I have been much interested for the last day or two in reading the religious book of the season in Germany. It is by Colonel Egidz, & fifty thousand copies of it have been sold since the first of the year—

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phenomenal for Germany. If it is new to the Ethical people, in Phila., I will give them an abstract of it.

Remember me most kindly to Walt Whitman. I hope he has borne the summer well. Present my compliments to your wife & believe me


D. G. Brinton

W. saying, "That must have a considerable value, coming from Brinton. Things are in a bad way: God knows, we all have enough ahead of us, here and there!" The English news the last few days has moved us all. W. had read with close attention.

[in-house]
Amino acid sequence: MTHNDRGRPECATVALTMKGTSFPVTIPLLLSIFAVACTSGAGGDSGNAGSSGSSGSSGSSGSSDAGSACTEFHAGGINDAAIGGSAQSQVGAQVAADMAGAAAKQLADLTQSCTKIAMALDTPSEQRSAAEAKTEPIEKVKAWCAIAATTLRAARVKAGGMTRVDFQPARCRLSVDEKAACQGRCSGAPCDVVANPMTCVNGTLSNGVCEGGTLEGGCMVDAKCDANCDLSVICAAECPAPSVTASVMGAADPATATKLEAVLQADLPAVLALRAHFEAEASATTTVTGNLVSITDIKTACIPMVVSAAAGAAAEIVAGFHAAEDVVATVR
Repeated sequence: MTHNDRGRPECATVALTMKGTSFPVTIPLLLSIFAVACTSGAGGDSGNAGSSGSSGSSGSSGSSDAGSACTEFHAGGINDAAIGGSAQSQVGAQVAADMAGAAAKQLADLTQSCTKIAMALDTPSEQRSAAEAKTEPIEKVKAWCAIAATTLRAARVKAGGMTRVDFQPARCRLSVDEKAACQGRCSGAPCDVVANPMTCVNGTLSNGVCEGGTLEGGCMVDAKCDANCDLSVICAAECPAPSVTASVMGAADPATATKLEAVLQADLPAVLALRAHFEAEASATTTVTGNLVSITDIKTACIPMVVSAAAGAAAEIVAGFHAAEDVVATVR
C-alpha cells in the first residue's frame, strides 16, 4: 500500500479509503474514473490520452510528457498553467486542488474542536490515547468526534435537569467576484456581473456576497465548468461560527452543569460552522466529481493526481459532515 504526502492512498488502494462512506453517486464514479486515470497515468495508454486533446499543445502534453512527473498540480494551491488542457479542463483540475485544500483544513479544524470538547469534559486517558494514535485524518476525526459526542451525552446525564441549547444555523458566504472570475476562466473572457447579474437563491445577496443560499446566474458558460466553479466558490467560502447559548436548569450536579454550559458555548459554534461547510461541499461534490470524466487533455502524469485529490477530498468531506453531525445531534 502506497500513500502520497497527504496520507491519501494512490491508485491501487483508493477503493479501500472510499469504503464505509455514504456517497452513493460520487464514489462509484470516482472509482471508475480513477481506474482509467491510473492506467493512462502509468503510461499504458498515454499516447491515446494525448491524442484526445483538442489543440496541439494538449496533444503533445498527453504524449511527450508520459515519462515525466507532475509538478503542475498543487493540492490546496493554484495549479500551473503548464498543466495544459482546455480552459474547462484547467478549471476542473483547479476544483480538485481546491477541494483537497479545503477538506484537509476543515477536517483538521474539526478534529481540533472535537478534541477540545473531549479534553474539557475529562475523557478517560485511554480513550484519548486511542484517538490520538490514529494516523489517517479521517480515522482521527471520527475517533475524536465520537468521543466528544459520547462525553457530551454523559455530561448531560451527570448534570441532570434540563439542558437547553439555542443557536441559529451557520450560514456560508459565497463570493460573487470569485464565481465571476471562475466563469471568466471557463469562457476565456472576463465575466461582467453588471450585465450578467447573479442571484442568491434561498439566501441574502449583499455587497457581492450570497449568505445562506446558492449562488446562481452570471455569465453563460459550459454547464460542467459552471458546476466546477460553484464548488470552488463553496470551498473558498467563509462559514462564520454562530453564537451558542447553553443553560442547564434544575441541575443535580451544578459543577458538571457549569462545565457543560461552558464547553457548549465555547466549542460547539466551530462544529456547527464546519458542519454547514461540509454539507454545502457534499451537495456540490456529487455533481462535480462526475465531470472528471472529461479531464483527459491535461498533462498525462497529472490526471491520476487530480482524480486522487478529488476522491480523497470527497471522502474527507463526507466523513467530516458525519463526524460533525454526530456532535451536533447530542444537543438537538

Again recurring to women, W. said, "The women who have borne children—oh! they are the most alert and well-balanced people I have known—especially the women, old, the children grown up, the past reviewed, glances backward casting—the old mothers, preserved out of the battle, the trials—sound, pure—all the senses still in hand, still commanded!" Longaker left us at this point. We continued talking for 15 or 20 minutes—mostly about business. He is still determined to stand off McKay. "I can't reason myself into two editions—different editions—though I am more than ever in favor of that one dollar book. The three dollar book will come without saying. But the cheap book would contain the same matter. I don't want a difference made. Now the book is completed, I want it made and kept my way."